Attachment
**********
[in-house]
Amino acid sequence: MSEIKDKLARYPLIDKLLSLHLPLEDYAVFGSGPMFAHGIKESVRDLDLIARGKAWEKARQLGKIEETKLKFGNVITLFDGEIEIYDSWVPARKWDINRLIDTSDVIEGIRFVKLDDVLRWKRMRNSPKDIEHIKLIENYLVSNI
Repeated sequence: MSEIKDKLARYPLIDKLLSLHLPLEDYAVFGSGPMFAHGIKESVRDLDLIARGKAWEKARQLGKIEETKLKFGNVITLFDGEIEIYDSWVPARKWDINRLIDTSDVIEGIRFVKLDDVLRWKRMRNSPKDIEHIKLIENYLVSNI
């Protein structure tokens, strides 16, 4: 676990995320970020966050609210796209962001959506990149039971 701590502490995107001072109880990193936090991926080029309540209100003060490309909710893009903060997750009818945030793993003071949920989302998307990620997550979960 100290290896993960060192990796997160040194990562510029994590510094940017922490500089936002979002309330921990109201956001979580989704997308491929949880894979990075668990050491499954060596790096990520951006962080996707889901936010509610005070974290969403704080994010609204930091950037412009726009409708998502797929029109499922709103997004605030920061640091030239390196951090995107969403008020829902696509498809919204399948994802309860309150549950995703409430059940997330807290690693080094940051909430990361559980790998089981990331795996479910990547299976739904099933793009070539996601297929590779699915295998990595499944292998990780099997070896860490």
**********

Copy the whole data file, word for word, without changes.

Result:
[in-house]
Amino acid sequence: MSEIKDKLARYPLIDKLLSLHLPLEDYAVFGSGPMFAHGIKESVRDLDLIARGKAWEKARQLGKIEETKLKFGNVITLFDGEIEIYDSWVPARKWDINRLIDTSDVIEGIRFVKLDDVLRWKRMRNSPKDIEHIKLIENYLVSNI
Repeated sequence: MSEIKDKLARYPLIDKLLSLHLPLEDYAVFGSGPMFAHGIKESVRDLDLIARGKAWEKARQLGKIEETKLKFGNVITLFDGEIEIYDSWVPARKWDINRLIDTSDVIEGIRFVKLDDVLRWKRMRNSPKDIEHIKLIENYLVSNI
């Protein structure tokens, strides 16, 4: 676990995320970020966050609210796209962001959506990149039971 701590502490995107001072109880990193936090991926080029309540209100003060490309909710893009903060997750009818945030793993003071949920989302998307990620997550979960 100290290896993960060192990796997160040194990562510029994590510094940017922490500089936002979002309330921990109201956001979580989704997308491929949880894979990075668990050491499954060596790096990520951006962080996707889901936010509610005070974290969403704080994010609204930091950037412009726009409708998502797929029109499922709103997004605030920061640091030239390196951090995107969403008020829902696509498809919204399948994802309860309150549950995703409430059940997330807290690693080094940051909430990361559980790998089981990331795996479910990547299976739904099933793009070539996601297929590779699915295998990595499944292998990780099997070896860490």